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Wednesday, April 16, 2014
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Published: 2/12/2013

Oregon police’s 1st officer for canine unit is selected

Sergeant plans to train in Pa. with dog

BLADE STAFF
Oregon police   Sgt. Jeff Martin will travel to Shallow Creek Kennels Inc., in Sharpsville, Pa., from April 8 until May 17 for training to handle a police dog as part of the department's first canine division. Oregon police Sgt. Jeff Martin will travel to Shallow Creek Kennels Inc., in Sharpsville, Pa., from April 8 until May 17 for training to handle a police dog as part of the department's first canine division.
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A veteran road patrol sergeant has been selected as the Oregon Police Division’s first canine-handling officer.

Sgt. Jeff Martin, who has been an Oregon officer for 13 years, was selected from a field of five applicants, police Chief Mike Navarre told city council last week.

Sergeant Martin will be trained at Shallow Creek Kennels Inc., Sharpsville, Pa., from April 8 through May 17 and participate there in the selection of the dog, which will be a German shepherd, Belgian malinois, or Dutch shepherd. The sergeant will stay in Sharpsville during the week and return home on weekends.

“It takes a special person,” Chief Navarre said of his selection of Sergeant Martin.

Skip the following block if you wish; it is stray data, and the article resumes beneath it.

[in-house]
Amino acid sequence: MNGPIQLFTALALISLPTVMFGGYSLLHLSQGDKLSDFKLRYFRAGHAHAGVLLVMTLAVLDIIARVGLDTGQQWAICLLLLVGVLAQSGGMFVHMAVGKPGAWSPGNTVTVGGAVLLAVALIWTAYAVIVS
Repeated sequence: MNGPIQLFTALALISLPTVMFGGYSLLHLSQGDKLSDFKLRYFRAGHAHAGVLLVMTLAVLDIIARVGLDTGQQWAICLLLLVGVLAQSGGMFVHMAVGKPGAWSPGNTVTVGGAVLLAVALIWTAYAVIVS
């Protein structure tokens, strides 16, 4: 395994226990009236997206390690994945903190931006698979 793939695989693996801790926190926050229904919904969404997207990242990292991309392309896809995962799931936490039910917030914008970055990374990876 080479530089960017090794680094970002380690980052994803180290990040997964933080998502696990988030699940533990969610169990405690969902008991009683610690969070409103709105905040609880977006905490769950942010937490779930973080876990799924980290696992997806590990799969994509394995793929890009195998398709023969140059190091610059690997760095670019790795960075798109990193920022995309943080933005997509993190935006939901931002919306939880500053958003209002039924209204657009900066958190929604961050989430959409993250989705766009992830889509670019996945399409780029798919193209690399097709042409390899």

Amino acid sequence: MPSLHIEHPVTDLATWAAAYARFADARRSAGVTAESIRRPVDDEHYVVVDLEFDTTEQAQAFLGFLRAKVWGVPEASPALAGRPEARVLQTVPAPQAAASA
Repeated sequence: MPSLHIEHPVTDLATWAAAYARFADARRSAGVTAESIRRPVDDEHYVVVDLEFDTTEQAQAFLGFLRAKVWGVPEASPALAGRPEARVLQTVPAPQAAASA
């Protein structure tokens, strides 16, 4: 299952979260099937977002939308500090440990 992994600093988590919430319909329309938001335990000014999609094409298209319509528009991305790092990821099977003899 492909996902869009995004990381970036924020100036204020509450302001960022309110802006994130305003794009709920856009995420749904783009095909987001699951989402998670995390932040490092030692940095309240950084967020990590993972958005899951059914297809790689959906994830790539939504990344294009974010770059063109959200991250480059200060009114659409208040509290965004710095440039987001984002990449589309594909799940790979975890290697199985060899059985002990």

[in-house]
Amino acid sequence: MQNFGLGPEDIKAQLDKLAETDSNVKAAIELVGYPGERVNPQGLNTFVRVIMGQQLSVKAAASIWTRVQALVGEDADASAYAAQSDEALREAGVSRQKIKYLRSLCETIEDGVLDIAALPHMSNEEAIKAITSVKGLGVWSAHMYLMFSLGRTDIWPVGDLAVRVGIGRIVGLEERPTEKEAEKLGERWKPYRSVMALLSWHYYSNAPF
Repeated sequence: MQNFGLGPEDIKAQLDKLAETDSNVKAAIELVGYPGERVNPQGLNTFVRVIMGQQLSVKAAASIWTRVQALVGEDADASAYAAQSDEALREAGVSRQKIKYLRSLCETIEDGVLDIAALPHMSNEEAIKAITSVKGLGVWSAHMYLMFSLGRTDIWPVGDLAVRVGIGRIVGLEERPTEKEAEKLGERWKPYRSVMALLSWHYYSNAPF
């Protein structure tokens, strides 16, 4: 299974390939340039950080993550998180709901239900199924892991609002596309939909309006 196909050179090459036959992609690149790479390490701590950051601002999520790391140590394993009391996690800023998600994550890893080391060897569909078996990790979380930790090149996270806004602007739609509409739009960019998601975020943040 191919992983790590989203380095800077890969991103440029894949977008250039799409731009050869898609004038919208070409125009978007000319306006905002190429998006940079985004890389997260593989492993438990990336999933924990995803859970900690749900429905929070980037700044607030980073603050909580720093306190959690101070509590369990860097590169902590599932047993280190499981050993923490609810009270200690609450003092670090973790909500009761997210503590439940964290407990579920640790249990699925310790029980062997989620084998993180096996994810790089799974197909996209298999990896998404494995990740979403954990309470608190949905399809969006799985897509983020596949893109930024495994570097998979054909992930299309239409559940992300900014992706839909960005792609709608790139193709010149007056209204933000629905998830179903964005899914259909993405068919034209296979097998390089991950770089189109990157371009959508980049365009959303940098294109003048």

Shallow Creek Kennels was judged the best facility for Oregon’s needs, he said, after researching it and other canine-training schools. A $15,000 donation from Toledo Refining Co. LLC will pay for the training and dog.

Oregon’s dog will be trained to detect human scents and drugs, but it will not be a dog that detects bombs. Given the proper command, it will be able to bring down a fleeing suspect, find someone in a building, or lead the way to a cache of narcotics.

Sergeant Martin, 38, said the dog would live with him.

Chief Navarre said he was impressed with the research Sergeant Martin did, the detailed proposal he submitted to apply for the position, and the fact he had worked with dogs before in the police academy. “Because we are starting a program from nothing, someone has to write the policies and procedures. He is best equipped to do this because of his knowledge and experience. The other candidates were good, but didn’t have what he did,” the chief said.

Sergeant Martin said the dog would come from Europe, probably Germany or the Czech Republic, where breeding and training standards are strict. He said he knew commands in German and would learn them in Czech if necessary.

“We help people, and the dog will help us do that,” he said.

— Carl Ryan



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